This is Not Cool: The Impact of Menthol and Flavors on E-Cigarette Addiction

This is Not Cool: The Impact of Menthol and Flavors on E-Cigarette Addiction

While the ongoing opioid epidemic continues to make headlines, nicotine addiction is still the number one cause of preventable death in the United States. Nicotine dependence results in approximately half a million deaths per year, which is nearly 10 times greater than the annual death toll from opioid dependence.

Over the years, nicotine-containing products have evolved to include electronic cigarettes (e-cigarettes). According to “Public Health Consequences of E-Cigarettes,” a congressionally mandated report published in 2018 by the National Academies of Sciences, Engineering, and Medicine (NASEM), there is compelling evidence that American youth find e-cigarettes attractive.

The report also says e-cigarettes may lead adults to stop smoking conventional cigarettes. It is argued that conventional cigarettes have more toxicants and carcinogens than e-cigarettes. Therefore, completely switching to e-cigarettes poses less harm to individuals. I don’t have sufficient space to discuss both the adult and adolescent components, so I will focus on the part regarding adolescent e-cigarette use. In full disclosure, I have twin boys who will one day be adolescents, making me particularly interested in that area of study.

Nicotine is the primary addictive component of all tobacco products. Therefore, it is no surprise that the NASEM report says there is “substantial evidence that e-cigarette use results in symptoms of dependence on e-cigarettes.” Additionally, “…evidence that variability in the characteristics of e-cigarette products (nicotine concentration, flavoring, device type and brand) is an important determinant of the risk and severity of dependence on e-cigarettes.”

This is where my own personal and professional interests come into play. My research is focused on one of those variable characteristics, flavoring. Since 2012, I have studied how flavors may increase the addictive potential of nicotine-containing products. I began this research as a postdoctoral fellow at the California Institute of Technology. At Caltech (yes, the same institute as Sheldon Cooper), I focused on menthol, following reports that smokers of menthol cigarettes quit at lower rates, suggesting that menthol-flavored cigarettes are potentially more addictive.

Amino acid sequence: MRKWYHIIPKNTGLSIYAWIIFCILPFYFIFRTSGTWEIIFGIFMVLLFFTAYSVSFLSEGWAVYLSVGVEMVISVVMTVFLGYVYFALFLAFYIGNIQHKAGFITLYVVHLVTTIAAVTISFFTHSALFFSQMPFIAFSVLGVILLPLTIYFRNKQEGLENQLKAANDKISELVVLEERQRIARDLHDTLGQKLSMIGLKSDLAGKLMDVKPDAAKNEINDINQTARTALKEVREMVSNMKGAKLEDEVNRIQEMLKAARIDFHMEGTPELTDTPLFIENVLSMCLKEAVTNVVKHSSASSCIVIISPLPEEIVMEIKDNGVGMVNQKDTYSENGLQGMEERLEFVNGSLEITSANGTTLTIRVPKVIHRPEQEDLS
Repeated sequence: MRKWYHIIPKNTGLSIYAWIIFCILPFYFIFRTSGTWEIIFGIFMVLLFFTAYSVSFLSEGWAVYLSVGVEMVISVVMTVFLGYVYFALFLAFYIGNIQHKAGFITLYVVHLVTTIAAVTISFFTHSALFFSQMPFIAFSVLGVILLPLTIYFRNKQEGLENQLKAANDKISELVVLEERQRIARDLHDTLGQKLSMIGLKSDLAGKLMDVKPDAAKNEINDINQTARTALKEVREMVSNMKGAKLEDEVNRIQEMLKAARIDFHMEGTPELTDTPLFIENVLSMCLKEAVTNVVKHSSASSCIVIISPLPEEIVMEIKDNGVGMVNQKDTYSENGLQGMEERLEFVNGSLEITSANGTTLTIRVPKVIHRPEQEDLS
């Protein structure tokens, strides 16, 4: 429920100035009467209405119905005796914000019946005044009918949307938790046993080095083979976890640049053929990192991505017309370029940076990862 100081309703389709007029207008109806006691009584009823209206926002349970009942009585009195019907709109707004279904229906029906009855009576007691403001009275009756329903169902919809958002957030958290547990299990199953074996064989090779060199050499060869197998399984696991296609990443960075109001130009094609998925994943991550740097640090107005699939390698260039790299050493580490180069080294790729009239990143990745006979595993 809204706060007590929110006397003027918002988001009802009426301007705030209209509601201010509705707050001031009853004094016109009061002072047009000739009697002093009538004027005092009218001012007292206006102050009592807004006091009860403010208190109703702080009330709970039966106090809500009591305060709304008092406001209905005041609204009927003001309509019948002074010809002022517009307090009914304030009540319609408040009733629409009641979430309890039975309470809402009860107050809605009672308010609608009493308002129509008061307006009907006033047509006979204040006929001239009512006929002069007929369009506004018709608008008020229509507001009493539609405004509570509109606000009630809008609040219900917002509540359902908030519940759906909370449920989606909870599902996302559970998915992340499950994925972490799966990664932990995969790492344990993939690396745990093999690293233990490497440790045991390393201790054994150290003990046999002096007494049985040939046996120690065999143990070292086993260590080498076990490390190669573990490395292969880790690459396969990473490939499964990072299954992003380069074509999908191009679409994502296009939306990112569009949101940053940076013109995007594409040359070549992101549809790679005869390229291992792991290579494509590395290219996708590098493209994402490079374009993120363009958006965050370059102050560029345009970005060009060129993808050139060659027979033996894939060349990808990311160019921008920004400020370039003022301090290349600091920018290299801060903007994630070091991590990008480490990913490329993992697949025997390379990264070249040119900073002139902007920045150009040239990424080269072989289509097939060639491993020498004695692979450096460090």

My research then led me to become an electrophysiologist, which means I use fancy instruments to detect how the function of our neurons (brain cells) change when exposed to addictive substances. I discovered that menthol enhances nicotine’s ability to change neurons critical for addictive behavior. This data was eventually published in the journal Neuropsychopharmacology and was the first preclinical neuroscience report to show that a tobacco flavor—menthol–could enhance nicotine’s addictive potential and also increase nicotine’s addiction-related behavior by directly altering neurons.

When I started my lab at the Marshall University Joan C. Edwards School of Medicine, I focused on flavors that are popular in e-cigarettes and worked to determine how they may impact addictive-related behaviors. In addition to menthol, we found that green apple flavors can alter brain regions that are critical for addiction without nicotine on-board. To reiterate, some flavors, in this case green apple, may contribute to dependence even without nicotine.

When we put this in the perspective of the increase in popularity of some e-cigarettes among adolescents, we have to consider the fact that the previously identified primary addictive component of tobacco products—nicotine—may not be the only key player in the drug dependence associated with e-cigarettes. Flavors may play a significant contribution to the changes in brain cells that trigger dependence (addiction).

Why should we care about this?

E-cigarettes popular among adolescents facilitate dependence, and this is made worse by flavorings. Studies also show that adolescent exposure to nicotine negatively alters behaviors such as self-control and risk for other drug dependencies. To promote the long-term health, safety, and happiness of all our youth, we must not perceive e-cigarettes as a harmless novelty.  They are just as uncool as traditional nicotine products.


Brandon Henderson

Brandon J. Henderson, Ph.D., is an associate professor of biomedical sciences at the Marshall University Joan C. Edwards School of Medicine. He has received numerous grants from the National Institutes of Health for his research.